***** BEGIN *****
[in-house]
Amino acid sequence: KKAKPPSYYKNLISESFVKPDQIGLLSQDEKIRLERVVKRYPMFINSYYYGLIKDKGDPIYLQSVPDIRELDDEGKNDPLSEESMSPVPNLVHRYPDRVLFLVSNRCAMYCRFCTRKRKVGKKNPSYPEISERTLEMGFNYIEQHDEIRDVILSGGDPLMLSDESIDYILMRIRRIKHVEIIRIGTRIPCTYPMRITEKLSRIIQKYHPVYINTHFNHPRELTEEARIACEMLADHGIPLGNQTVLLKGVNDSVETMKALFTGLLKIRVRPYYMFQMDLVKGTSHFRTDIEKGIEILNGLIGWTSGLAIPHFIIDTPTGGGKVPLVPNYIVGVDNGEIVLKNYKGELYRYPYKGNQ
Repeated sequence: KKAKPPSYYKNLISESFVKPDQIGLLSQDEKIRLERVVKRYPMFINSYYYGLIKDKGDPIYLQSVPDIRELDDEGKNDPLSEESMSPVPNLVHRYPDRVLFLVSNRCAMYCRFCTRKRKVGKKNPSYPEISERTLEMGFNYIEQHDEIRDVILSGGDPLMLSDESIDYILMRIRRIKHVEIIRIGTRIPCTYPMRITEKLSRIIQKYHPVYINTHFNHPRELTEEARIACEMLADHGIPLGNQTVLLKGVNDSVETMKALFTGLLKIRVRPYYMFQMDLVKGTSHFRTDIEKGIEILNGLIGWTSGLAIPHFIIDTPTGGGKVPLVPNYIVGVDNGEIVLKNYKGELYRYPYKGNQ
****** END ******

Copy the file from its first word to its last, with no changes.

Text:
[in-house]
Amino acid sequence: KKAKPPSYYKNLISESFVKPDQIGLLSQDEKIRLERVVKRYPMFINSYYYGLIKDKGDPIYLQSVPDIRELDDEGKNDPLSEESMSPVPNLVHRYPDRVLFLVSNRCAMYCRFCTRKRKVGKKNPSYPEISERTLEMGFNYIEQHDEIRDVILSGGDPLMLSDESIDYILMRIRRIKHVEIIRIGTRIPCTYPMRITEKLSRIIQKYHPVYINTHFNHPRELTEEARIACEMLADHGIPLGNQTVLLKGVNDSVETMKALFTGLLKIRVRPYYMFQMDLVKGTSHFRTDIEKGIEILNGLIGWTSGLAIPHFIIDTPTGGGKVPLVPNYIVGVDNGEIVLKNYKGELYRYPYKGNQ
Repeated sequence: KKAKPPSYYKNLISESFVKPDQIGLLSQDEKIRLERVVKRYPMFINSYYYGLIKDKGDPIYLQSVPDIRELDDEGKNDPLSEESMSPVPNLVHRYPDRVLFLVSNRCAMYCRFCTRKRKVGKKNPSYPEISERTLEMGFNYIEQHDEIRDVILSGGDPLMLSDESIDYILMRIRRIKHVEIIRIGTRIPCTYPMRITEKLSRIIQKYHPVYINTHFNHPRELTEEARIACEMLADHGIPLGNQTVLLKGVNDSVETMKALFTGLLKIRVRPYYMFQMDLVKGTSHFRTDIEKGIEILNGLIGWTSGLAIPHFIIDTPTGGGKVPLVPNYIVGVDNGEIVLKNYKGELYRYPYKGNQ